Think of something absolutely beautiful and imagine it being destroyed, and there is no way back. What do you feel?
In the freshwater swamp forest of Hlanzoun in southern Benin, majestic trees hum with chirping birds and playful monkeys.
Home to once bustling flora and fauna, experts now warn that the fragile environment, one of the last of its kind in the West African country and accessible only by canoe, is at risk of disappearing. The 3,000 hectares (7,400 acres) of forest, which takes its name from the river Hlan, is home to 241 plant and 160 animal species including the rare red-bellied monkey, the marsh mongoose and the sitatunga, a swamp-dwelling antelope.
Perched at the top of a gigantic tree squawks a hornbill – a big bird known for its long, down-curved and colorful bill, similar to toucans. “Hornbills feed on insects and fruits. They like to follow monkeys around because they force insects to come out when they move around, making it easier for hornbills to catch,” explains Vincent Romera, a French ornithologist and photographer. With his binoculars, Romera admires a family of monkeys jumping from tree to tree, while keeping a clear distance.
“The animals here have become fearful,” he says. He’s considering using camera traps to try to photograph them, but also to count the forest’s animal population.
“The numbers are in freefall,” he says. Sometimes, the forest’s noisy concert is interrupted by gunshots, he says, probably from poachers.
Communities living around the forest “need money, so those who can shoot go and kill animals,” explains Roger Hounkanrin, a local tourist guide.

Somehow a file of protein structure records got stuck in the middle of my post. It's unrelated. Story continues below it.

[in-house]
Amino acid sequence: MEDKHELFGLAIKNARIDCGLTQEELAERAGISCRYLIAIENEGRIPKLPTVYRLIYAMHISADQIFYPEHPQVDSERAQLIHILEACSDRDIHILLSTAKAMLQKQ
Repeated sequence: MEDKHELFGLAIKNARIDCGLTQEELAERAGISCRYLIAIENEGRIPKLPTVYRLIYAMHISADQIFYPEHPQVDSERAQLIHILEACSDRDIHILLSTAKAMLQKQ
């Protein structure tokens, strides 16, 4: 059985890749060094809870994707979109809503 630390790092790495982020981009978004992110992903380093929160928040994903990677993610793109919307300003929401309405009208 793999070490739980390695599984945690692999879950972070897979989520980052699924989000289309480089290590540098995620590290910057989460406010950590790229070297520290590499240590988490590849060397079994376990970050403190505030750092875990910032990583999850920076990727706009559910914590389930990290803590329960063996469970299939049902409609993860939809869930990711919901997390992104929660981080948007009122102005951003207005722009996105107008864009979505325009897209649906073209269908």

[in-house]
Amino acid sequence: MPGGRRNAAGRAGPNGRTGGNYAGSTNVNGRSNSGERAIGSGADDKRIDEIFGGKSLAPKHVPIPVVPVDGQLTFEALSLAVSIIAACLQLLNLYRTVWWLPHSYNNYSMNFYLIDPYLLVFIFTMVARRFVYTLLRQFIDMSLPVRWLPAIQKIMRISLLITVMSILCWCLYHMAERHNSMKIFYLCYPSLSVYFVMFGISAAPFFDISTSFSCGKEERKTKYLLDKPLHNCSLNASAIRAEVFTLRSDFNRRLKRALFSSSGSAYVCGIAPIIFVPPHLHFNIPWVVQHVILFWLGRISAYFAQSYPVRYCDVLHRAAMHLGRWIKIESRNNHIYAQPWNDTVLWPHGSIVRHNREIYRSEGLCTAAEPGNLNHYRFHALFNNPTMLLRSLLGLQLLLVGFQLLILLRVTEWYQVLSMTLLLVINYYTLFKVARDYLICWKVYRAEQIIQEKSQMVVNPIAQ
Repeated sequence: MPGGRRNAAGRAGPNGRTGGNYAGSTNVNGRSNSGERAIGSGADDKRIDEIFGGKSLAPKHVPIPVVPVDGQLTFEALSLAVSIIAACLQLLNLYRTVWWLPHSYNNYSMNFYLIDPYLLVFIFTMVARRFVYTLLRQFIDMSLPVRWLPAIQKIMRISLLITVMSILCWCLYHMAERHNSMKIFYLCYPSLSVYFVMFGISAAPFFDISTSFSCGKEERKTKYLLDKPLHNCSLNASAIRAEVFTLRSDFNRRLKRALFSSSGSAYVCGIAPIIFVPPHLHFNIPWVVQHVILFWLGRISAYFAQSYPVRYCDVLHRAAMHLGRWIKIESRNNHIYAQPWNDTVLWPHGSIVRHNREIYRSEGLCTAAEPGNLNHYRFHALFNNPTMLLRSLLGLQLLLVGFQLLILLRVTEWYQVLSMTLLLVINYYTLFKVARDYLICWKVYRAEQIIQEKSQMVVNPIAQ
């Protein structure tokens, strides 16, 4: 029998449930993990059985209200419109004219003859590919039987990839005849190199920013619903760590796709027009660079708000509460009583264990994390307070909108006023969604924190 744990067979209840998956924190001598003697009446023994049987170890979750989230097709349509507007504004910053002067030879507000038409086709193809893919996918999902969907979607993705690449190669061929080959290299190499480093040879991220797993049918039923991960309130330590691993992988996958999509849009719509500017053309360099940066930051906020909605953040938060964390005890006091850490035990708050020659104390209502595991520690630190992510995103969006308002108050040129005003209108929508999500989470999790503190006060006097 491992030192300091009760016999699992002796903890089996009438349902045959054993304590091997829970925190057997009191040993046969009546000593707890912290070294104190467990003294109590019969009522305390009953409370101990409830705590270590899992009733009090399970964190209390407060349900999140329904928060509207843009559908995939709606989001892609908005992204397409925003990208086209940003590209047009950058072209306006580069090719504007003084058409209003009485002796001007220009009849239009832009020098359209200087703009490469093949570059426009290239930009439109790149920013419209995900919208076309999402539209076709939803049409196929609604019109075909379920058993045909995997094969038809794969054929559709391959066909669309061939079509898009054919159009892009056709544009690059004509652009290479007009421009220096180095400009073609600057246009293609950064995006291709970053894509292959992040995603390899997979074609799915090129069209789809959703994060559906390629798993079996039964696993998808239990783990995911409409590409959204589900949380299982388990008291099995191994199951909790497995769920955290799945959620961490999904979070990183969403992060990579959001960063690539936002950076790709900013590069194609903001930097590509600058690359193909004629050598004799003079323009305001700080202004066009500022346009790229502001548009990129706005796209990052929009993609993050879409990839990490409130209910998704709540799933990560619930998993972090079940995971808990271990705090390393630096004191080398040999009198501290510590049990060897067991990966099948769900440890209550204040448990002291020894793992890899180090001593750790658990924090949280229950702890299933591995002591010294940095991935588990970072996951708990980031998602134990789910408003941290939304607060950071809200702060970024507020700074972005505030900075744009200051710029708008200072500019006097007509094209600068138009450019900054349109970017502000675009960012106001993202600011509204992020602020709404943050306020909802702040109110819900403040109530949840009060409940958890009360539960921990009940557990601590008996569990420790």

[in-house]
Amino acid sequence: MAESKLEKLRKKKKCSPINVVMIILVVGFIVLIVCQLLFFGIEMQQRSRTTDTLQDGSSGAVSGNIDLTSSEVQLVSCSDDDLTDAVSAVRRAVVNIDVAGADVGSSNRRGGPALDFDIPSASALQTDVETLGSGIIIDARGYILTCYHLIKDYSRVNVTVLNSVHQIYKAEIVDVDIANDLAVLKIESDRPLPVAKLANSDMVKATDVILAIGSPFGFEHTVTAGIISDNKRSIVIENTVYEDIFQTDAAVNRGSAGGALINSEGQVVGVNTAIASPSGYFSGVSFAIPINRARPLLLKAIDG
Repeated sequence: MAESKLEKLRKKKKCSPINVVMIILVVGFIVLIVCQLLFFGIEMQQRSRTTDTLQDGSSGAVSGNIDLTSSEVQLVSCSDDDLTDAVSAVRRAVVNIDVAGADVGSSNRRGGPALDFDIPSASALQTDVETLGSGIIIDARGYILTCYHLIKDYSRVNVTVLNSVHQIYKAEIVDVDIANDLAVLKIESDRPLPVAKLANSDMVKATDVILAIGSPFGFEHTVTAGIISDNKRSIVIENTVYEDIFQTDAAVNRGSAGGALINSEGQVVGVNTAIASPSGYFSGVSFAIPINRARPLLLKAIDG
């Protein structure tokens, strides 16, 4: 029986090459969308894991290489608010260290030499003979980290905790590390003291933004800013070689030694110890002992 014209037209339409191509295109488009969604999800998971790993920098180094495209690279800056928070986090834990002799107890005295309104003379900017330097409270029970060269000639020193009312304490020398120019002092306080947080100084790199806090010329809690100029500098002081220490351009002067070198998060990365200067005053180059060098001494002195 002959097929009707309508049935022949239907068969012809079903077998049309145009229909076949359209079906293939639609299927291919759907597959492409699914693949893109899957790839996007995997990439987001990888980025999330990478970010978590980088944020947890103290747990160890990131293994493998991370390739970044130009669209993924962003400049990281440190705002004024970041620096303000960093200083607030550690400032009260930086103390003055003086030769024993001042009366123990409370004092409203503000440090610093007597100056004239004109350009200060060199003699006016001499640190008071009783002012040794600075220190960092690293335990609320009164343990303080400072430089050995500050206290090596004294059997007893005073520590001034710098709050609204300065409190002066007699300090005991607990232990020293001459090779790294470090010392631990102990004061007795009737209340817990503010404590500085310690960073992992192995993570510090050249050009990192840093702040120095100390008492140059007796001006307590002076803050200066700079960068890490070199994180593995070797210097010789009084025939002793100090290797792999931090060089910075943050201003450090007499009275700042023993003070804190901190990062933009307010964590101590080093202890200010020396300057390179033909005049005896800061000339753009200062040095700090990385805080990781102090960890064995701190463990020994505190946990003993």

Despite steady economic growth in recent years, poverty is widespread in Benin, especially in rural areas, and 40% of the population lives below the poverty line, according to World Bank data.
On the side of the road that lines Hlanzoun forest, lizards, crocodiles and snakes killed by hunters are sold and bought. Monkeys, too, are sometimes sold for meat. But even more than poaching, excessive logging threatens the forest. Between 2005 and 2015, Benin’s forest cover was slashed by more than 20%, according to the World Bank, and the deforestation rate continues to be high at 2.2% annually.
Trees are cut down for firewood, and the fermented sap of palm trees is used to make a local alcohol, sodabi. The damaging practice of slash-and-burn agriculture has also become more prevalent, warns Josea Dossou Bodjrenou, director of Nature Tropicale, a nongovernmental organization (NGO) that works on environmental issues in Benin. The destruction of the forest habitat reduces areas where animals can thrive, forcing them toward farms to find food and exposing them to poachers.
“This is a location that is at risk of disappearing,” says local agricultural economist Judicael Alladatin. “It’s a poor area and we can’t blame people for wanting to feed themselves,” Alladatin says, urging authorities “to create conditions for alternative sources of income.” The government does not officially recognize Hlanzoun forest despite the lobbying efforts of several NGOs and scientific papers on the forest since 2000. But it has started to recognize the importance of safeguarding forests in general, according to the World Bank.
In Hlanzoun, the state “must act quickly” said Bodjrenou, and “support forest communities so that they can continue to make profit … but in a different way” by developing agriculture, trade and sustainable tourism.